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Shabbat Parashat Vayeitzei 5778

Parashat Hashavua: Beit El is the Place

Harav Yosef Carmel

The Torah tells us that Yaakov spent a momentous night in the makom (place) (Bereishit 28:11). A few years ago, we explained that this word, especially when it also appears with the word shem (name), refers to a Divine Presence at the place. So what special place was it at which Yaakov had his dream and revelation?

Targum Yonatan says that it was the place of the Beit Hamikdash, and Rashi follows, saying that it was Mt. Moriah, about which the Torah writes earlier: “[Avraham] saw the makom from a distance.” Chizkuni explains the words, “from the stones of the makom,” from the stones of the altar on which Yitzchak was bound. Ba’al Haturim says that the mention of makom three times in one pasuk is a hint at the three times a year that the population would go for the regalim (pilgrim holidays). In contrast, the Rashbam and Radak say that this makom was a non-descript place.

Ibn Ezra reasons that since Yaakov named the site Beit El (Bereishit 28:19) and since Hashem told Yaakov upon return from Aram to make an altar in Beit El to the G-d who appeared to him when he was fleeing Eisav (Bereishit 35:1) that the makom was Beit El. Another indication is that, in alluding to the life of Yaakov, the prophet Hoshea (12:4-5) mentions Hashem speaking “to us” (Hoshea and Amos) in Beit El in a way that indicates that this was a place where He had spoken prominently in the past.

Let us try to put the Ibn Ezra’s approach in perspective. According to the Targum, Rashi, the Chizkuni, and the Ba’al Haturim, the Temple Mount was set aside as a special place of worship of Hashem already from the time of the forefathers. Ibn Ezra teaches us that even though Beit El, not Yerushalayim, was a central place at the time of the forefathers, once Yerushalayim was chosen at the time of David, all other places were disqualified from the service of sacrifices.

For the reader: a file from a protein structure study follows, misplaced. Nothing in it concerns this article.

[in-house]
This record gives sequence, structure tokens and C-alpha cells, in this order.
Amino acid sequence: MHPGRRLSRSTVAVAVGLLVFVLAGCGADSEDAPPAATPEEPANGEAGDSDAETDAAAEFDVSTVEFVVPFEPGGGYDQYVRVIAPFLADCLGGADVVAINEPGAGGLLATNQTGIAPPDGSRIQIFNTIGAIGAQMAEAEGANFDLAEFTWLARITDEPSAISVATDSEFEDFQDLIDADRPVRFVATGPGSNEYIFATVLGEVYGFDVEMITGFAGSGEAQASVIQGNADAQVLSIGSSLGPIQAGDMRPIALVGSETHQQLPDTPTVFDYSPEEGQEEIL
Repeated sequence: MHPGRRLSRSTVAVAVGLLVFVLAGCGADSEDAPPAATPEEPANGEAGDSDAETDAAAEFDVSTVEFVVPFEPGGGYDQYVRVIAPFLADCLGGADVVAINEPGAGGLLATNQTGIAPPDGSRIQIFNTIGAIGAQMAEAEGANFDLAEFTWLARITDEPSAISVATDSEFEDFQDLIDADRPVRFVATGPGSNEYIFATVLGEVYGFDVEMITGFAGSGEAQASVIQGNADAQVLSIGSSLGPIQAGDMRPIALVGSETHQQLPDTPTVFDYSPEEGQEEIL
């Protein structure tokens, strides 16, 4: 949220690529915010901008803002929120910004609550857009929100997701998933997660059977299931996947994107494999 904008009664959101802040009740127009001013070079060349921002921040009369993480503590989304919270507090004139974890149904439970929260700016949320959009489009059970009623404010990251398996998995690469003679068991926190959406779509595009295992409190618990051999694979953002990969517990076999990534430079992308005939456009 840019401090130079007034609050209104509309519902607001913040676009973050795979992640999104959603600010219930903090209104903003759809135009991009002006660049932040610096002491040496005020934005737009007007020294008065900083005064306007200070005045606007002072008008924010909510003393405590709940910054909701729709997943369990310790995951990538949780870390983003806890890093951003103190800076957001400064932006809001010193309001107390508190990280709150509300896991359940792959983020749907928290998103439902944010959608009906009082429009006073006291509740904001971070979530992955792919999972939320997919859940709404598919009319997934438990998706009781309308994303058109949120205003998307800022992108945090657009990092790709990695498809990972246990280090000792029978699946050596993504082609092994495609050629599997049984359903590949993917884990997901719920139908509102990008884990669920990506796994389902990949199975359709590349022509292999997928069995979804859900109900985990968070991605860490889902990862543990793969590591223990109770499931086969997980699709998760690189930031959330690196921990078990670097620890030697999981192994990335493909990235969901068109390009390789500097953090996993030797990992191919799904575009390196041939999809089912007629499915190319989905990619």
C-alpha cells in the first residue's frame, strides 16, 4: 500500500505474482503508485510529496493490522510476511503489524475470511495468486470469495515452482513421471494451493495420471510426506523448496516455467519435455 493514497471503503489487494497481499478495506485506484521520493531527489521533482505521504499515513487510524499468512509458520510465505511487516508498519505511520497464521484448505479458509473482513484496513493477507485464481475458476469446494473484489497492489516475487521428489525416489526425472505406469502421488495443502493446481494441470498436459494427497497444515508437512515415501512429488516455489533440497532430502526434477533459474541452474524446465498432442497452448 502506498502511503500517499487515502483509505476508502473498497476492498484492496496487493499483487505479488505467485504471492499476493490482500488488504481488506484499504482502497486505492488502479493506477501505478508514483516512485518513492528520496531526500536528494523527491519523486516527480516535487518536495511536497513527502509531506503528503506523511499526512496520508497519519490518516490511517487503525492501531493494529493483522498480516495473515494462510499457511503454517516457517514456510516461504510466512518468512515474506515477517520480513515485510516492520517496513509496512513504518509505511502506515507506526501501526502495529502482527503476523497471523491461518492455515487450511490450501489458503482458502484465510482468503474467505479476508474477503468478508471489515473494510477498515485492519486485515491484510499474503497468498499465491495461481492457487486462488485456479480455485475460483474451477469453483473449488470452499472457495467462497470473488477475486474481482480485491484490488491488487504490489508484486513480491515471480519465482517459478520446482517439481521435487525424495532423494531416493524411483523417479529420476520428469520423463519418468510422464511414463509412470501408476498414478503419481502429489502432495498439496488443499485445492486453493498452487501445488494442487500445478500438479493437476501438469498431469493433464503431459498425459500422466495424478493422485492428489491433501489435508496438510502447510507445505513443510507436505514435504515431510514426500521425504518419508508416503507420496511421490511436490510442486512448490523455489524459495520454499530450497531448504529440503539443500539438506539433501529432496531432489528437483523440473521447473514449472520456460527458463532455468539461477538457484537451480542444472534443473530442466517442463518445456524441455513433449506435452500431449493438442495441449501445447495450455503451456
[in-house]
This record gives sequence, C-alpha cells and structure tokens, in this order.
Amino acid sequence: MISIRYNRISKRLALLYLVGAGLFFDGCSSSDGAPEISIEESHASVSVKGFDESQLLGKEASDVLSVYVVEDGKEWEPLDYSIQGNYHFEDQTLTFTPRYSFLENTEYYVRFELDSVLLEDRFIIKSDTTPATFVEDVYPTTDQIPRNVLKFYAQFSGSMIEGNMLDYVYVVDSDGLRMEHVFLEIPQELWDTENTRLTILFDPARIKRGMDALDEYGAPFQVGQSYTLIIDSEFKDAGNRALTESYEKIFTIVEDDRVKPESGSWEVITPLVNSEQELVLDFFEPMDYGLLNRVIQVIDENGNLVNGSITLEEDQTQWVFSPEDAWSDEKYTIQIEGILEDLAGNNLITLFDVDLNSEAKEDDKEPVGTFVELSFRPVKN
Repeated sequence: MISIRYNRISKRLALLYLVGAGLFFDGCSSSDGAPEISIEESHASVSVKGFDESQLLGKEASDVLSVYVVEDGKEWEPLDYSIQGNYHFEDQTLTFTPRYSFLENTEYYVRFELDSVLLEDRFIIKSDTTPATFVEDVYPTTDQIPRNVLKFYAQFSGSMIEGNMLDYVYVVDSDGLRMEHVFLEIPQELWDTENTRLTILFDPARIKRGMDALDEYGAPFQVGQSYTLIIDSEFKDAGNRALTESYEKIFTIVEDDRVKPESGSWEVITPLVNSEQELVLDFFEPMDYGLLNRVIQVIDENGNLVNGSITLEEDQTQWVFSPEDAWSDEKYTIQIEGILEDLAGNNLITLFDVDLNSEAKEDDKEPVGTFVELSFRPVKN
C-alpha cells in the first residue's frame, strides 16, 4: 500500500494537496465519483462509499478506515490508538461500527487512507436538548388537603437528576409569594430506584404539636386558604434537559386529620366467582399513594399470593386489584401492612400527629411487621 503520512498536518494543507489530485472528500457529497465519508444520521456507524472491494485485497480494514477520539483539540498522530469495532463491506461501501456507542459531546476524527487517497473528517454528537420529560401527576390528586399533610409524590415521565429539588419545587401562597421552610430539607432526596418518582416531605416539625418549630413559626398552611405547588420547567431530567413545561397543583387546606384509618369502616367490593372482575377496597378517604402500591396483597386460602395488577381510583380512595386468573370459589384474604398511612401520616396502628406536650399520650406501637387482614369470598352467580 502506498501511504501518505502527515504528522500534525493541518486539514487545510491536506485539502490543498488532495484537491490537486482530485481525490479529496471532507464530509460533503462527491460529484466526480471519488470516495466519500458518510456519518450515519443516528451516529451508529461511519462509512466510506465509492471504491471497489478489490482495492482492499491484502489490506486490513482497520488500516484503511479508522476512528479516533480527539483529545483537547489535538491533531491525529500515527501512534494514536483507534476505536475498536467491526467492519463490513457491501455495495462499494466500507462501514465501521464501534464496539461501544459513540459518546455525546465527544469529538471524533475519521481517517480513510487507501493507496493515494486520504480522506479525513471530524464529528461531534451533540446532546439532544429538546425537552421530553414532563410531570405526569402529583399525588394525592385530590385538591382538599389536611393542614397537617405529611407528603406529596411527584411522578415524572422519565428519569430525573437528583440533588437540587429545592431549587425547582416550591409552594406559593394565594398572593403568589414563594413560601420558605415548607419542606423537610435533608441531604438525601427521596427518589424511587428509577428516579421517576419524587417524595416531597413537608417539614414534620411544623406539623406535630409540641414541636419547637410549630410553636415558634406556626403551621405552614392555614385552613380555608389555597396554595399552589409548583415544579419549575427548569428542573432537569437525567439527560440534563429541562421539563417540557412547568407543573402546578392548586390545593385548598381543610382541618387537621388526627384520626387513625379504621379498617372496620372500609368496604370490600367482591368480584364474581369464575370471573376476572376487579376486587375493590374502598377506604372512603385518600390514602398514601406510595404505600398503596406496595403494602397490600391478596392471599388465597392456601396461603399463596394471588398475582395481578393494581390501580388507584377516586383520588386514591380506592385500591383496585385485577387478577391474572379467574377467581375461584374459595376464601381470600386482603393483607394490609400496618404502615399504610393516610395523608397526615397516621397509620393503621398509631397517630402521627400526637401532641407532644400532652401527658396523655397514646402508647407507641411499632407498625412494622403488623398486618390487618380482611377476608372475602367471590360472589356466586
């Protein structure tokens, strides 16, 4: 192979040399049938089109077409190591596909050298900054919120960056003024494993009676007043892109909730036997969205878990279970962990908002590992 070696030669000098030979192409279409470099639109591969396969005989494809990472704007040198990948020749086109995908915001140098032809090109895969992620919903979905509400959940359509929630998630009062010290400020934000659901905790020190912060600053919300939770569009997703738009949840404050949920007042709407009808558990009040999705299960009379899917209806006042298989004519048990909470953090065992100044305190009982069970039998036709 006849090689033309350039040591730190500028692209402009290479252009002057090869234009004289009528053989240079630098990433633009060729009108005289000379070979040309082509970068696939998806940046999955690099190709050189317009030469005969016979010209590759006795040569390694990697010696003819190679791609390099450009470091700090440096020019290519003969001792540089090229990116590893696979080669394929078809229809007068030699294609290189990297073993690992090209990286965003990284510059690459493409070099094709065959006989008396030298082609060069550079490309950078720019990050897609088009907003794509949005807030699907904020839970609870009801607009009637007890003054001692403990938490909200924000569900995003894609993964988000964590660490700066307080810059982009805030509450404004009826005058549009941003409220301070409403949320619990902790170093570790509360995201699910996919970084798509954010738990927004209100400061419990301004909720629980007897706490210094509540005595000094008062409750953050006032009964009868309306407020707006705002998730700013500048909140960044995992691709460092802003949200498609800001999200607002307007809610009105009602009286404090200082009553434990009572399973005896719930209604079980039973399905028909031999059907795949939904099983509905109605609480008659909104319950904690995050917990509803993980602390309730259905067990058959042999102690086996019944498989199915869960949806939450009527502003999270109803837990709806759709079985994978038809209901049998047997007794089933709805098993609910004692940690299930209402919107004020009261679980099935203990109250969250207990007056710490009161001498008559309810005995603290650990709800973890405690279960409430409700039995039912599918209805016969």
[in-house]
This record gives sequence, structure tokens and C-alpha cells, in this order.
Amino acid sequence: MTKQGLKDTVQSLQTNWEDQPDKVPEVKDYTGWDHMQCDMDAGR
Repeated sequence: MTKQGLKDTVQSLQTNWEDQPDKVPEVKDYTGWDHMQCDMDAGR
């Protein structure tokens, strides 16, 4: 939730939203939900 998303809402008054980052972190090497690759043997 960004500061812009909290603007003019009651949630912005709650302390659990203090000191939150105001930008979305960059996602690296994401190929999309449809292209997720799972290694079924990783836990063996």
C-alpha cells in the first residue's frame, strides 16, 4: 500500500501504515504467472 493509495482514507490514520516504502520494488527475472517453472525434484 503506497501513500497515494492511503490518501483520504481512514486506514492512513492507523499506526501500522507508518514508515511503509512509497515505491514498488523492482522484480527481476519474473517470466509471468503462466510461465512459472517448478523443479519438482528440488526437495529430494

When Yeravam split from the House of David, even though David had been chosen for generations, Yeravam also disputed the choice of Yerushalayim as the center of service of Hashem. For that reason, he established an alternative site in, of all places, Beit El. The true prophets of the time came out strongly against this action of Yeravam, starting with the “man of G-d” who Chazal identified as Ido Hanavi (see Melachim I, ch. 12-13). Eliyahu later struggled against Chiel of Beit El, who was apparently a high-level “religious” leader in Beit El, who drew the people toward the service of the Ba’al (Melachim I, ch. 16-17). Amos also struggled with Amatzia of Beit El (see Amos 7:7-17). The aforementioned p’sukim in Hoshea connect between the history of Yaakov and the prominence of Beit El, which according to Ibn Ezra, was part of the criticism of the problematic religious establishment of Beit El.

Let us pray that the connection of all segments of our nation with Yerushalayim will grow and strengthen. Yerushalayim has the power to unify all of Am Yisrael.
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